Des Moines Cancels Global Entry Registrations, and Other Government-Shutdown News
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It’s week four of the longest government shutdown in the US, and the effects on commercial air transport are beginning to be truly felt.
One of the federal programs most used by frequent travelers, Global Entry, is feeling the pinch. Des Moines International Airport (DSM) has canceled its upcoming registration event for the Global Entry program scheduled for Feb. 5 to Feb. 7. The Des Moines Register reported that all interview slots and applications have been postponed until further notice. This would have been the third time DSM hosted a Global Entry registration event.
Since the cancelation, DSM has yet to reschedule the event, however those who planned on participating in the program can keep updated by checking the airport’s social media accounts. The Global Entry program allows those who qualify to skip passport control lines and paper customs declarations when returning to the US from abroad.
Despite the shutdown’s effect on Global Entry, executive director of the DSM Airport Authority Kevin Foley said that the airport hasn’t experienced any travel delays since the shutdown began on Dec. 22. As for staffing issues, Foley “does not know” whether or not the trend of TSA agents calling out of work has been occurring at DSM.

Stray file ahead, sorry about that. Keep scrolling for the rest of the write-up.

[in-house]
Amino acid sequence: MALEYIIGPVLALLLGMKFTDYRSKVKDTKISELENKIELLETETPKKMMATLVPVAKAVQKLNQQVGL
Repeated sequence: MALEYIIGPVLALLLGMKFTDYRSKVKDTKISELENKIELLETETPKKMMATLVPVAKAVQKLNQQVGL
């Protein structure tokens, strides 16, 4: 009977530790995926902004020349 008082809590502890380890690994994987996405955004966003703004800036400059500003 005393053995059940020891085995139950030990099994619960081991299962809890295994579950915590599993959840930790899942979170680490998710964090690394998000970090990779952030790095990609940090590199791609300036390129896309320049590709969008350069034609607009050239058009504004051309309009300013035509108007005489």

In other government-shutdown news:
ATL is the busiest airport in the world, so it’s no surprise that it would experience some delays during the government shutdown. However, since our last report on increased wait times at security checks, conditions at Hartsfield-Jackson Atlanta International Airport (ATL) have only continued to decline. Passengers are now being warned by the airport to set aside at least three hours to clear security. On Monday, CNN reporter Omar Jimenez tweeted out a video of the humongous line at security.
On Tuesday morning, Delta Air Lines’ CEO Ed Bastian went onto CNBC’s Squawk Box to discuss how the shutdown has been affecting the airline. Current status? A $25 million dip in revenue due to the shutdown. (Here’s our story on the revenue loss for Delta.)
Bastian also told CNBC that Delta is “stepping in, providing a lot of people” to “help take any of the non-security functions off of the TSA’s hands.” Delta may also have trouble keeping to the currently scheduled date for the debut if its newest airplane, the Airbus A220. Without federal officials to work on the certfications needed to introduce a new plane type into service, the January 31 date looks iffy.
Following their first official missed payday, TSA employees at Minneapolis−Saint Paul International Airport (MSP) have transformed a small, unused roon in Terminal 2 into a makeshift food pantry. It’s stocked now with macaroni and cheese, cereal, peanut butter, canned goods and a multitude of other essentials, and the unpaid employees are being encouraged to take what they need for their families.
“Our folks have taken it and run with it,” Cliff Van Leuven, Homeland Security’s Federal Security Director at MSP, said. “This has all accumulated I think from over the weekend.”
Featured image by RJ Sangosti/The Denver Post via Getty Images
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